“Too cute not to repost….” or”Beautiful!” I find myself writing one of these phrases often on Facebook as I repost 80 year old swing dancers, artists painting pictures, children playing games, animals being curious, even music that speaks to me that day, or a particularly moving slam poetry piece. I want someone else to be moved to laughter or tears. I want to share. I crave connection with my virtual friends with which I exchange posts. I repost and wait for a couple of my friends to push the “like” button…..if I don’t get a couple likes on my post I feel disappointed. I do realize how stupid this sounds… a 50 year old hanging out on Facebook trying to make someone laugh or cry or smile. It’s just weird where life takes us.
The internet wasn’t even around when I was in College computer classes called Intro to FORTRAN, Basic programming, and Information Systems. These classes gave me no glimpse of the future of the personal computer or the internet. I think truthfully my interaction with Science Fiction books and movies were far more effective at preparing me for the future. And yet here we are in the future of yesterday where computer cards were punched one line at a time on top lines of cards that were stacked several inches thick just to get a computer to search an alphabetized list and carry out a couple simple commands. I remember long hours in the basement of a university building with its ivy clad brick walls and concrete tiled floors. I remember the isolation and the impersonal interaction as I passed my program through a partition to a person who could submit my program to a glass enclosed, room sized computer, and perhaps this time my program would run correctly. I would know in the morning.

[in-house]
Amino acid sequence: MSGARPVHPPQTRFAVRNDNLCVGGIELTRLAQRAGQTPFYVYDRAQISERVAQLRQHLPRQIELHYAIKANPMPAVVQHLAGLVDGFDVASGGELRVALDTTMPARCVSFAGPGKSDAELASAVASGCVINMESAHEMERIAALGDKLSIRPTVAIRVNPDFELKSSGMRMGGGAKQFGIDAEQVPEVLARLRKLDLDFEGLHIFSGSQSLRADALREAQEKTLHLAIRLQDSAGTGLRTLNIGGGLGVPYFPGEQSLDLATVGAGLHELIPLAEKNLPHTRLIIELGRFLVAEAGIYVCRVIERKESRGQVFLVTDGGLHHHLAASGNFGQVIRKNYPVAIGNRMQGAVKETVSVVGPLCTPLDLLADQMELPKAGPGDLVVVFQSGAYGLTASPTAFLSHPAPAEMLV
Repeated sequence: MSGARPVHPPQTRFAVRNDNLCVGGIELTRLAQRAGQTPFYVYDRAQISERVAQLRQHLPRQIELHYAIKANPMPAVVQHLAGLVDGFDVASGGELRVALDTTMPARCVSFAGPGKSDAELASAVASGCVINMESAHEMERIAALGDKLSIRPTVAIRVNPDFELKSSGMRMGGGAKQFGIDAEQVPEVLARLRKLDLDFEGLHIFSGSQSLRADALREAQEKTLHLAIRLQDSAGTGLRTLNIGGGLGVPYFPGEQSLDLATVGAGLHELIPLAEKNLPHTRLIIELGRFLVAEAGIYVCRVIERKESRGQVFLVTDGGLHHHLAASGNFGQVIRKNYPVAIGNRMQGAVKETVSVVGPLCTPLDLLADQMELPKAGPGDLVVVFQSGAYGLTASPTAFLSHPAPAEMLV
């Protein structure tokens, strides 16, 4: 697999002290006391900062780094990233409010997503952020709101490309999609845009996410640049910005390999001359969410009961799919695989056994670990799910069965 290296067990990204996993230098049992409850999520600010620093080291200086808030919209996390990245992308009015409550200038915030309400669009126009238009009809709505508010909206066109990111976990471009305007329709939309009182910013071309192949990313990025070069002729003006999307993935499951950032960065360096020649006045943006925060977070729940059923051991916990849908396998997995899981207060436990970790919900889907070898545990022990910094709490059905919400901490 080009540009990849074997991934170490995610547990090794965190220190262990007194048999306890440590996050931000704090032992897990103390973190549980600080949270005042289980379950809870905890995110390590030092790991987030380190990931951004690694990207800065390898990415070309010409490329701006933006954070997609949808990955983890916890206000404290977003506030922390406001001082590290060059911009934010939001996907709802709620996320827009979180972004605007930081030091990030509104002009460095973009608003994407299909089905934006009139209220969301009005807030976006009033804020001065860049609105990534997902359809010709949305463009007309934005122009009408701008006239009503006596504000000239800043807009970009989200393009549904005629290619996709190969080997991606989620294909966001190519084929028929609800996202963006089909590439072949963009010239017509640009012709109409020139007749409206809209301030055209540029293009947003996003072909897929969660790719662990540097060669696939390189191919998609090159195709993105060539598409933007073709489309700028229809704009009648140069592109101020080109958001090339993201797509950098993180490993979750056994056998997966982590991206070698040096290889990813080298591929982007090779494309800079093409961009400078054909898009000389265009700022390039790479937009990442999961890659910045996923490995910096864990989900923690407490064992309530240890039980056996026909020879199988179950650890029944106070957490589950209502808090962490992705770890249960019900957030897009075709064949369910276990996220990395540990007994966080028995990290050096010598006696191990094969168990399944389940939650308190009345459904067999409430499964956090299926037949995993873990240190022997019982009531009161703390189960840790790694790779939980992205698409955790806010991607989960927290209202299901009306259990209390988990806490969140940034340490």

This very impersonal system has grown into the internet that connects me with relatives from Germany and Brazil who don’t even speak English. I often have to use a translator programs to communicate. It connects me to an exchange student in Korea and allows me to watch live concerts happening in Europe and other places around the globe. It is indeed weird where life takes us. It is not so much about where we have been but where things are going. I am so excited about the future and I look forward to another 50 years of computer evolution. I imagine this feeling is similar to the feeling my Grandfather had when he reminisced about the first two automobiles he saw in Aberdeen, South Dakota as he watched men walk on the moon via television.